Links: USA, Computer     Click to see the source(s) for this event 
 
1960 Sep 13
VP Richard Nixon campaigned in San Francisco and 40,000 came to Union Square as he promised to keep the US military as the strongest in the world.
Links: USA, SF, NixonR     Click to see the source(s) for this event 
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1961 Sep 13
Battles took place between UN and Katanga troops in Congo.
Links: CongoDRC     Click to see the source(s) for this event 
 
1962 Sep 13
Pres. John F. Kennedy signed a bill into law creating the Point Reyes National Seashore. Boyd Stewart, a Marin, Ca., cattleman, helped create the Point Reyes National Seashore on 70,000 acres of grassland.
Links: USA, California, KennedyJ     Click to see the source(s) for this event 
 
1964 Sep 13
The 3rd sitting of 2nd Vatican council opened in Rome.
Links: Vatican     Click to see the source(s) for this event 
 
1965 Sep 13
Ben Gazzara (1930-2012) starred for two seasons, 1965 to 1968, on the NBC prime-time drama "Run for Your Life." He played a wealthy, successful lawyer, Paul Bryan, who quits his practice after learning he has a terminal illness and then embarks on a globe-trotting quest for adventure before he dies.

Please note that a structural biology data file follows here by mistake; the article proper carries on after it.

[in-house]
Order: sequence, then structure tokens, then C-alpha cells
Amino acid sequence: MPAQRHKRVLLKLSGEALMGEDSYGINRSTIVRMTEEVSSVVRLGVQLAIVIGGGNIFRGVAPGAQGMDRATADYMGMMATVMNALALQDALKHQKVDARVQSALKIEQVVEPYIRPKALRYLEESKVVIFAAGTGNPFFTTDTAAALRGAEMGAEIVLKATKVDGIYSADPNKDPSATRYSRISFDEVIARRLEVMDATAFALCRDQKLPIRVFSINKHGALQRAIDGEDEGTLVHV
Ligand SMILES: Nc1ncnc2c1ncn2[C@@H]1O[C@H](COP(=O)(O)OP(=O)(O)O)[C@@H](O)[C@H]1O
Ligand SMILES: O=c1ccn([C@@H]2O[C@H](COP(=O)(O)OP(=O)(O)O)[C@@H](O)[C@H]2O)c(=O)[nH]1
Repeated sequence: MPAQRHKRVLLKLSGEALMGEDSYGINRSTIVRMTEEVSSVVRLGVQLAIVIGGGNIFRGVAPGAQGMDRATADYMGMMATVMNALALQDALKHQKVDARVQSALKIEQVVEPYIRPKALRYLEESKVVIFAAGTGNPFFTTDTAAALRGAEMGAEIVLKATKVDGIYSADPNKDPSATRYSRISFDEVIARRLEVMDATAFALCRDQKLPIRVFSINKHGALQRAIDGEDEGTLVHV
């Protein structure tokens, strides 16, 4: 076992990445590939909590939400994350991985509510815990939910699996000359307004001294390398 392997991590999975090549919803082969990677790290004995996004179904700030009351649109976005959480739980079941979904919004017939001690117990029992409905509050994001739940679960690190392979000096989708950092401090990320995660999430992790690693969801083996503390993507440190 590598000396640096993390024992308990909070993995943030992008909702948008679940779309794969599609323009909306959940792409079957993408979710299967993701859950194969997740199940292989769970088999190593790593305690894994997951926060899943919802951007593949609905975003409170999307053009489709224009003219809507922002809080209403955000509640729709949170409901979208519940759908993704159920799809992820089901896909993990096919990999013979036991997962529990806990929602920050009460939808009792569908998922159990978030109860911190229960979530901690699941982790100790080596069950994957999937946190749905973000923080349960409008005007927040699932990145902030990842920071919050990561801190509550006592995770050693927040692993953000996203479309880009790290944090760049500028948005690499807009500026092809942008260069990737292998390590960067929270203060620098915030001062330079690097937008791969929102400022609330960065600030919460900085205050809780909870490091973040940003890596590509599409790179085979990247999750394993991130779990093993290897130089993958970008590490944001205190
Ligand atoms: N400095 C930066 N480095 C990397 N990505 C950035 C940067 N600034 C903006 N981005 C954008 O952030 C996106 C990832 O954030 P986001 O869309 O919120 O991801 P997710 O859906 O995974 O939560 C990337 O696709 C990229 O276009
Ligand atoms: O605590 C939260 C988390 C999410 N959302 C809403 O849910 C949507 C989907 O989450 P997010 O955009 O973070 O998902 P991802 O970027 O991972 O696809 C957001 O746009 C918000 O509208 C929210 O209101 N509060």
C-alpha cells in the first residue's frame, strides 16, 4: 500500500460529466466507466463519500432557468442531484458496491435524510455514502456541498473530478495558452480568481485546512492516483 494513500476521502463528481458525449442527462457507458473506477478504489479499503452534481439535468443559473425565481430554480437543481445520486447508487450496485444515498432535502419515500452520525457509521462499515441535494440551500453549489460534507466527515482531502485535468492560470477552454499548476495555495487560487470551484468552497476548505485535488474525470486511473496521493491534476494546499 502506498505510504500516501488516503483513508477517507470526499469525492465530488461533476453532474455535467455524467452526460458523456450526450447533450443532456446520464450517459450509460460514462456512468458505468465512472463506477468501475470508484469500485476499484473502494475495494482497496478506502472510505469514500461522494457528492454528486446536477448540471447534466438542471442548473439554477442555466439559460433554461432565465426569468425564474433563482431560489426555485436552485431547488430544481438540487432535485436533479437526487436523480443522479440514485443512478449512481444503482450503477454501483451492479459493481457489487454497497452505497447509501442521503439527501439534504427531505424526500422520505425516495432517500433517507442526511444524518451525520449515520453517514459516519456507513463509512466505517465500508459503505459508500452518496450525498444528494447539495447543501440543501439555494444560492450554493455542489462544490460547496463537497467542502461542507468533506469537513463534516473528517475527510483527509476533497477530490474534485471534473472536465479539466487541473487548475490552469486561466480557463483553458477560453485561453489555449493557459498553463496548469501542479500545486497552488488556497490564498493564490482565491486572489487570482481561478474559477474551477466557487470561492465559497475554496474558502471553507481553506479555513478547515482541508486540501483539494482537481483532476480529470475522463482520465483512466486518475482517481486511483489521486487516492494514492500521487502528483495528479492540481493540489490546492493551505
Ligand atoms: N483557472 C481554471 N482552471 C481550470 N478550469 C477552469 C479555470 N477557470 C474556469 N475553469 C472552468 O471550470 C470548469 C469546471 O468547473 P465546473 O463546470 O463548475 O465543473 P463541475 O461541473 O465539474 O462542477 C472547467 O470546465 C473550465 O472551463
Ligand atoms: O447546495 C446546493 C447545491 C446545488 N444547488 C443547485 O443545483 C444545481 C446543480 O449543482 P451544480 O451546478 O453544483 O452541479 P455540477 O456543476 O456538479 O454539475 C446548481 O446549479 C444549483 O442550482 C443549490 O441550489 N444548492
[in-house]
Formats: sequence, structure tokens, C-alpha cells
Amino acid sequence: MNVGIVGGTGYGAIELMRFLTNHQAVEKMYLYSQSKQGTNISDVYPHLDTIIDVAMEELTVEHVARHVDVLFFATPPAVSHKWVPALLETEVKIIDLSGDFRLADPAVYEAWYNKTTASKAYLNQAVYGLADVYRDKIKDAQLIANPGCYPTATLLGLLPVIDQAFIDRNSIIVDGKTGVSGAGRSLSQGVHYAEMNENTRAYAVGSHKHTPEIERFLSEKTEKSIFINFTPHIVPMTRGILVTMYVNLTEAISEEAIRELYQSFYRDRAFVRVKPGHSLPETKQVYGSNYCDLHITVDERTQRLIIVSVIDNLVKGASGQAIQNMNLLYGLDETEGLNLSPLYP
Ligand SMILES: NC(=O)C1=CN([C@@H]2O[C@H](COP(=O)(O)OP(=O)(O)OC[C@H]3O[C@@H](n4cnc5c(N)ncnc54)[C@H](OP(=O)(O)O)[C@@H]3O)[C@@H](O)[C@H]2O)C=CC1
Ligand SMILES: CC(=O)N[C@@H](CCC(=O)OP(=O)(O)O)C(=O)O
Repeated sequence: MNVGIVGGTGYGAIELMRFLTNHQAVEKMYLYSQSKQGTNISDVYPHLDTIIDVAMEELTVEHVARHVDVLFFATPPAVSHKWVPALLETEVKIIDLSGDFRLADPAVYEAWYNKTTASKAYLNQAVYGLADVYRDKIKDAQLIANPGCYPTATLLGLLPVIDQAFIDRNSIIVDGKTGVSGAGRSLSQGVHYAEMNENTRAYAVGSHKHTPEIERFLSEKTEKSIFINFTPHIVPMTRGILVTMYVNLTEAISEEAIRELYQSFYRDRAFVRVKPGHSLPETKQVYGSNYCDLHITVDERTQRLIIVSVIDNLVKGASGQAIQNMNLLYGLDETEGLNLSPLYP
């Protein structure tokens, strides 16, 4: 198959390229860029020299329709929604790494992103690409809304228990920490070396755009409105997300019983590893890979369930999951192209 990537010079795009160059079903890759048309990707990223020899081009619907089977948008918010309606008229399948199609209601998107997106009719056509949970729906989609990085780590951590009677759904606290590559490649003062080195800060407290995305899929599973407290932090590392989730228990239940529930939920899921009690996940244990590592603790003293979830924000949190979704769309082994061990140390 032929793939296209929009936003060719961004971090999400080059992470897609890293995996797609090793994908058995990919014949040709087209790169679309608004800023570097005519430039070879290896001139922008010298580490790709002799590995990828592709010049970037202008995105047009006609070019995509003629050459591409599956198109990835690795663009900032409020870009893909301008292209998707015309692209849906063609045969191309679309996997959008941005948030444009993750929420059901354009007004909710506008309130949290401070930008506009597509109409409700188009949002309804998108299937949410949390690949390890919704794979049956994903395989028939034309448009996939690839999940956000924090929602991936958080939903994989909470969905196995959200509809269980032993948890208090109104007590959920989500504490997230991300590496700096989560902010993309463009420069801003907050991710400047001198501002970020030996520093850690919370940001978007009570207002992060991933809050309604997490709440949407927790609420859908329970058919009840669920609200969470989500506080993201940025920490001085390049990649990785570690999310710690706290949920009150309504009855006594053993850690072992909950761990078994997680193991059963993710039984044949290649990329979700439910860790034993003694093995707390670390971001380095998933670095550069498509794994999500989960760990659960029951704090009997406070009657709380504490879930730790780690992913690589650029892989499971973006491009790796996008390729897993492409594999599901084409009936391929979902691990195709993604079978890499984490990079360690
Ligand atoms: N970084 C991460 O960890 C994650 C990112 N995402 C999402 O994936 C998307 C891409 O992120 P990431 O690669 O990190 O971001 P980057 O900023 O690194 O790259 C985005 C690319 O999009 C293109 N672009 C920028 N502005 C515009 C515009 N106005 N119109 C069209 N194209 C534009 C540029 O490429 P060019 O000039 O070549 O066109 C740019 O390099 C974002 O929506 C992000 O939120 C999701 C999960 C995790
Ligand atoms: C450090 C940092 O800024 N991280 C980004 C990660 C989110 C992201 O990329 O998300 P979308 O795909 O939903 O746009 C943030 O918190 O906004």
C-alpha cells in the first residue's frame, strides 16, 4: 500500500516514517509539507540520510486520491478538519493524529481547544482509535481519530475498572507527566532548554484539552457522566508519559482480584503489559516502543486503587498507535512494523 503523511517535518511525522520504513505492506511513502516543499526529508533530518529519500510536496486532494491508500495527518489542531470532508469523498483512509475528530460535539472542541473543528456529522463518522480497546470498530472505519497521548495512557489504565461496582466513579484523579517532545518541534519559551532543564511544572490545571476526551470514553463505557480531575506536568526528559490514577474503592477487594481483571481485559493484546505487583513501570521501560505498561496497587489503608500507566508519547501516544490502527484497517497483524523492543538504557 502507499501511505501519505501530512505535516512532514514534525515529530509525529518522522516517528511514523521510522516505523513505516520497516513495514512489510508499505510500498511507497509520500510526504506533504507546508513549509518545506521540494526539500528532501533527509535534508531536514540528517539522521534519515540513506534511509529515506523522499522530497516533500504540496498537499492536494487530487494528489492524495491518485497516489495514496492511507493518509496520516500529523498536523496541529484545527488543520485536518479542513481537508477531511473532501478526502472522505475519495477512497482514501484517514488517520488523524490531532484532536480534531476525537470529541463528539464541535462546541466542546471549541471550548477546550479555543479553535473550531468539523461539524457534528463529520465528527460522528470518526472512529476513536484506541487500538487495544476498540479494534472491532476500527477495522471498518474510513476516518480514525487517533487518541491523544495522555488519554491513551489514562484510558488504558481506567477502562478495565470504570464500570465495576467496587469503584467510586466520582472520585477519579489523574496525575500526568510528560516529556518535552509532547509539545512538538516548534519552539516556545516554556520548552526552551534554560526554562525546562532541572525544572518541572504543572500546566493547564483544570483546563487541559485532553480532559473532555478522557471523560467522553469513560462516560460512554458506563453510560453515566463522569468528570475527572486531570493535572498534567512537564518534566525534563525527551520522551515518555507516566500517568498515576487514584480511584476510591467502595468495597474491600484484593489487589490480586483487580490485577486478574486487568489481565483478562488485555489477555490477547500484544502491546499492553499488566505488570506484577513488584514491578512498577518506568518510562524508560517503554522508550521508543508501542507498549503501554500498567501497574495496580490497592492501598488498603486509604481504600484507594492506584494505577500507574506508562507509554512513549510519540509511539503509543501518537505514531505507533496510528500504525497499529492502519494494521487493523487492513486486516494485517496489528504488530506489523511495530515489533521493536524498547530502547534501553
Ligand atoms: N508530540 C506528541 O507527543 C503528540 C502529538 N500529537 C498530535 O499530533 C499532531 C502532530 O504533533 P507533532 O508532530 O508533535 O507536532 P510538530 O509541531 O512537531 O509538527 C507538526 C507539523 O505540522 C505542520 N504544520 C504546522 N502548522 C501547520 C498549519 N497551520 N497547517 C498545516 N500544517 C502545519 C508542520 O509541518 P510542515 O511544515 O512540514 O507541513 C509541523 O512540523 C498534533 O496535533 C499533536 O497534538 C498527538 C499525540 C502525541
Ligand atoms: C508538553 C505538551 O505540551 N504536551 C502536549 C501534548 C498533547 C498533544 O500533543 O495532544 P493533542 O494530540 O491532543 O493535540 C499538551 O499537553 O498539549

Links: USA, Filmstar, TV     Click to see the source(s) for this event 
 
1968 Sep 13
Albania officially withdrew from the Warsaw Pact. Albania had condemned the August Soviet-led invasion of Czechoslovakia.
Links: Albania, Russia, Czechoslovakia, USSR     Click to see the source(s) for this event 
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1969 Sep 13
John Lennon and his wife, Yoko Ono, presented the Plastic Ono Band in concert for the first time at the Toronto Peace Festival (Lennon's first in four years). The 1st hit by the new group, "Give Peace a Chance", made it to number 14 on the charts.
Links: Canada, Pop&Rock, Beatles     Click to see the source(s) for this event 
 
1970 Sep 13
The supersonic airliner Concorde landed for the 1st time at Heathrow airport.
Links: Britain, France, Aviation     Click to see the source(s) for this event 
 
1971 Sep 13